After declaring that they’re killing the line of tablets, seeing the enormous success it’s price strike-down had, Hewlett Packard Co are planning to produce “one last run” of TouchPads.
A day after the chief of HP’s personal devices division told Reuters the TouchPad might get a second lease on life, HP announced a temporary about-face on the gadget after being “pleasantly surprised” by the outsized demand generated by a weekend fire-sale.
HP slashed the price of its tablet to $99 from $399 and $499 the weekend after announcing the TouchPad’s demise on August 18, part of a raft of decisions intended to move HP away from the consumer and focus on enterprise clientele.
That ignited an online frenzy and long lines at retailers as bargain-hunters chased down a gadget that had been on store shelves just six weeks.
“The speed at which it disappeared from inventory has been stunning,” the company said. “We have decided to produce one last run of TouchPads to meet unfulfilled demand.”
HP may lose money on every TouchPad in its final production run. According to IHS iSuppli’s preliminary estimates, the 32GB version carries a bill of materials of $318.
“We don’t know exactly when these units will be available or how many we’ll get, and we can’t promise we’ll have enough for everyone. We do know that it will be at least a few weeks before you can purchase,” HP said in a blogpost.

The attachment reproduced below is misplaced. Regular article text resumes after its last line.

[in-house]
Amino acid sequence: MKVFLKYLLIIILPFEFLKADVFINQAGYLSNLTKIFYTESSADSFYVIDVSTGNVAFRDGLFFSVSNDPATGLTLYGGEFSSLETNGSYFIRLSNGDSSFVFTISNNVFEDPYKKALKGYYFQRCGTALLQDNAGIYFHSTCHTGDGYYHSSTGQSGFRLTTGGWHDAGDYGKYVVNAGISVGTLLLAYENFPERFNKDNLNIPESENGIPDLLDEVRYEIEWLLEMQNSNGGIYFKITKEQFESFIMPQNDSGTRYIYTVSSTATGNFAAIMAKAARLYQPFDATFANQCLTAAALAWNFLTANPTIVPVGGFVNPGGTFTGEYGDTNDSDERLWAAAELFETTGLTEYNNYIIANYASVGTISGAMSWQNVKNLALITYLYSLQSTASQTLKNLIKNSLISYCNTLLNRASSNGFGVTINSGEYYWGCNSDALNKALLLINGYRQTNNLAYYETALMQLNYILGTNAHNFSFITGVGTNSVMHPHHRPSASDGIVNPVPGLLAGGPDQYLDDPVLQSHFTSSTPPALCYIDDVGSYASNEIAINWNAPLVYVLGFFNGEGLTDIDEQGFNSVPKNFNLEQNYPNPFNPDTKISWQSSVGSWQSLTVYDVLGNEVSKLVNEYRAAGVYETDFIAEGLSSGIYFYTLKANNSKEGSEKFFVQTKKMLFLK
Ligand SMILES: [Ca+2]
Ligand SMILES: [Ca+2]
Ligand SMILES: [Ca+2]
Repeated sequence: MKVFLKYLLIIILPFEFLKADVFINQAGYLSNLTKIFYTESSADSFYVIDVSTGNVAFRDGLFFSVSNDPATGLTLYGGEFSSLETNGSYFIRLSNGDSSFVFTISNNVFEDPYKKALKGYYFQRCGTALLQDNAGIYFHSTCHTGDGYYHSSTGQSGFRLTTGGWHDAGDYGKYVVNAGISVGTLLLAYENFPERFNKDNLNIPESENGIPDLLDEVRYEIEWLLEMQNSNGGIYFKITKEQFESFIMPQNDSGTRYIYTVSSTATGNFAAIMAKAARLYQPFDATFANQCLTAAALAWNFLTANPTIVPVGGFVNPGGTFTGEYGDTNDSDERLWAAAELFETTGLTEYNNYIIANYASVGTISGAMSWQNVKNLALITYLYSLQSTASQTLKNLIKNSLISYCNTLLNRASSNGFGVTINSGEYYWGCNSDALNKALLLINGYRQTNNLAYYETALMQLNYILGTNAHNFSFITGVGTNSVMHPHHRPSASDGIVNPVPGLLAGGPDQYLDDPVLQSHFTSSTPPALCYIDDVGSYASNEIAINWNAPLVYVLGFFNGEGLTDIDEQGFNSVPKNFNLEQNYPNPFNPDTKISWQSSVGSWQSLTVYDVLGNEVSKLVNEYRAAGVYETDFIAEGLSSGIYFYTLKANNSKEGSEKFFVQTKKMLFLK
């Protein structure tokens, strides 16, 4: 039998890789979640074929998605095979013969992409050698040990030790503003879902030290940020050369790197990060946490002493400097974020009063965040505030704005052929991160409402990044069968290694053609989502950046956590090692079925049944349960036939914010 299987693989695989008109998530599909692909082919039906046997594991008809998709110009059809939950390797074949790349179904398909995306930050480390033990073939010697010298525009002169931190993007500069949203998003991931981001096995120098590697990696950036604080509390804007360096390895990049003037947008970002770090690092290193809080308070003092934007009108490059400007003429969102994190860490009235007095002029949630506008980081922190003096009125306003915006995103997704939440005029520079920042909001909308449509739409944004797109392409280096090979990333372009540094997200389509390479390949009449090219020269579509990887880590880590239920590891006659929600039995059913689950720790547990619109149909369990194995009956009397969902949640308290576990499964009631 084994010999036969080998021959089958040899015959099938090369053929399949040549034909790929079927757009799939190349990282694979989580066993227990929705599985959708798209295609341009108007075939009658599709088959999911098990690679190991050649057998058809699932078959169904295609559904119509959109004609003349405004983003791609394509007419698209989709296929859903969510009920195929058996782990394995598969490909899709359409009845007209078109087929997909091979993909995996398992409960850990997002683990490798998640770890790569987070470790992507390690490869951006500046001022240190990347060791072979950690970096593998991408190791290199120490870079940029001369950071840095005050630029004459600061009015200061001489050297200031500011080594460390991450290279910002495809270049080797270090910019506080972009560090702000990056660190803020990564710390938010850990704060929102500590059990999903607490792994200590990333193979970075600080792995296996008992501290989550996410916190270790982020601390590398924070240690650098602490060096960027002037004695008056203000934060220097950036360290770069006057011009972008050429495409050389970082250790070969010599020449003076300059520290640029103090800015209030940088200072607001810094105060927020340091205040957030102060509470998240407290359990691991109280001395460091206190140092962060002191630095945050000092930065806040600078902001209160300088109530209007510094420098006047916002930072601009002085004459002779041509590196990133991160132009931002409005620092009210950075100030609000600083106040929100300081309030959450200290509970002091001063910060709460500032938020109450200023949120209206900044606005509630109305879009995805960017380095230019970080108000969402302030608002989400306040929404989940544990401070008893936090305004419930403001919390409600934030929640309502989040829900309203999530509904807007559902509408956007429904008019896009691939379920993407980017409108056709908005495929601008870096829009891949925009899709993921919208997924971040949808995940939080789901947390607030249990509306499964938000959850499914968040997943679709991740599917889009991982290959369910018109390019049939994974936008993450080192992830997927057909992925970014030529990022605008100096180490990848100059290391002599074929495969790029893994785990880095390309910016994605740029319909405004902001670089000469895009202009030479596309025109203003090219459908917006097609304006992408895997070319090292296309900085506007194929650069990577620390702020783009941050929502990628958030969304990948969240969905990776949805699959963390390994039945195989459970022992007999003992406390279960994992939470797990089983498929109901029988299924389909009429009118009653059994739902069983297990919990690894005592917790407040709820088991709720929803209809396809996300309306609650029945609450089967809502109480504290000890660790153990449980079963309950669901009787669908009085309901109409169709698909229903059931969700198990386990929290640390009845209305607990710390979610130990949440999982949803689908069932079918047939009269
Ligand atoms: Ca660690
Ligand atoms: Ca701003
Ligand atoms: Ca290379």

Critics have blasted HP for wavering on pivotal decisions, such as its original stated intention to integrate its webOS software into every device it makes, followed by a decision to stop making webOS gadgets, including the TouchPad.
The storied Silicon Valley giant is struggling to shore up margins as smartphones and tablets eat away at its core PC business, the world’s largest. On August 18, HP said it was also considering spinning off the PC division.
CEO Leo Apotheker is under immense pressure from investors unhappy with HP’s back-and-forth on strategy. The former SAP chief has also been forced to slash HP’s sales estimates three times since he took over last November.
In a resounding rejection of his grand vision, shareholders sent HP shares down almost 20 percent the day it announced its sweeping moves, which included a pricey acquisition of software player Autonomy. That wiped out $16 billion of value from HP in the stock’s worst single-day fall since the Black Monday stock market crash of October 1987.
HP declined to comment beyond the blogpost. Shares in the company were down marginally in after-hours trade on Tuesday.